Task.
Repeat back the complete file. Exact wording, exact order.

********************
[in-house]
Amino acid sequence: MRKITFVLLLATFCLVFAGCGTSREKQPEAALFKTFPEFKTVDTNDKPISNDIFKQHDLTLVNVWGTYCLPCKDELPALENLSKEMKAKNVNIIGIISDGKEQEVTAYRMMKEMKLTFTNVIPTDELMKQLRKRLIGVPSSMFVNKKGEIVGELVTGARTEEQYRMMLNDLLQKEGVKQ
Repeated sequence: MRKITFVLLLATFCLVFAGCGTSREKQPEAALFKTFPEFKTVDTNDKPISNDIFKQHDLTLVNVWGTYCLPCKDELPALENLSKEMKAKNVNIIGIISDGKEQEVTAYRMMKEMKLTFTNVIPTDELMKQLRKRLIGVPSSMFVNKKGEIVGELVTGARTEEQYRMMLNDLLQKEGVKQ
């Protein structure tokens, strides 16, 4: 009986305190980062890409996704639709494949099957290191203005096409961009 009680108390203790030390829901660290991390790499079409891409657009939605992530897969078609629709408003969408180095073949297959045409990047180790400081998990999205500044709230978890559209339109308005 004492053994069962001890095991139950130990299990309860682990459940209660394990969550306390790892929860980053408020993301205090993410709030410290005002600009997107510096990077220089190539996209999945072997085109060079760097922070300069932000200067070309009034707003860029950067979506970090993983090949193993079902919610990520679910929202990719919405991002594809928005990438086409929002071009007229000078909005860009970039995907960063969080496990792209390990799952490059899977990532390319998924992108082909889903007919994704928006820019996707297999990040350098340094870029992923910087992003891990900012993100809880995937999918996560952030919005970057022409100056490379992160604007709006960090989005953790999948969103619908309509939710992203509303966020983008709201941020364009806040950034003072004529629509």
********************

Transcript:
[in-house]
Amino acid sequence: MRKITFVLLLATFCLVFAGCGTSREKQPEAALFKTFPEFKTVDTNDKPISNDIFKQHDLTLVNVWGTYCLPCKDELPALENLSKEMKAKNVNIIGIISDGKEQEVTAYRMMKEMKLTFTNVIPTDELMKQLRKRLIGVPSSMFVNKKGEIVGELVTGARTEEQYRMMLNDLLQKEGVKQ
Repeated sequence: MRKITFVLLLATFCLVFAGCGTSREKQPEAALFKTFPEFKTVDTNDKPISNDIFKQHDLTLVNVWGTYCLPCKDELPALENLSKEMKAKNVNIIGIISDGKEQEVTAYRMMKEMKLTFTNVIPTDELMKQLRKRLIGVPSSMFVNKKGEIVGELVTGARTEEQYRMMLNDLLQKEGVKQ
């Protein structure tokens, strides 16, 4: 009986305190980062890409996704639709494949099957290191203005096409961009 009680108390203790030390829901660290991390790499079409891409657009939605992530897969078609629709408003969408180095073949297959045409990047180790400081998990999205500044709230978890559209339109308005 004492053994069962001890095991139950130990299990309860682990459940209660394990969550306390790892929860980053408020993301205090993410709030410290005002600009997107510096990077220089190539996209999945072997085109060079760097922070300069932000200067070309009034707003860029950067979506970090993983090949193993079902919610990520679910929202990719919405991002594809928005990438086409929002071009007229000078909005860009970039995907960063969080496990792209390990799952490059899977990532390319998924992108082909889903007919994704928006820019996707297999990040350098340094870029992923910087992003891990900012993100809880995937999918996560952030919005970057022409100056490379992160604007709006960090989005953790999948969103619908309509939710992203509303966020983008709201941020364009806040950034003072004529629509």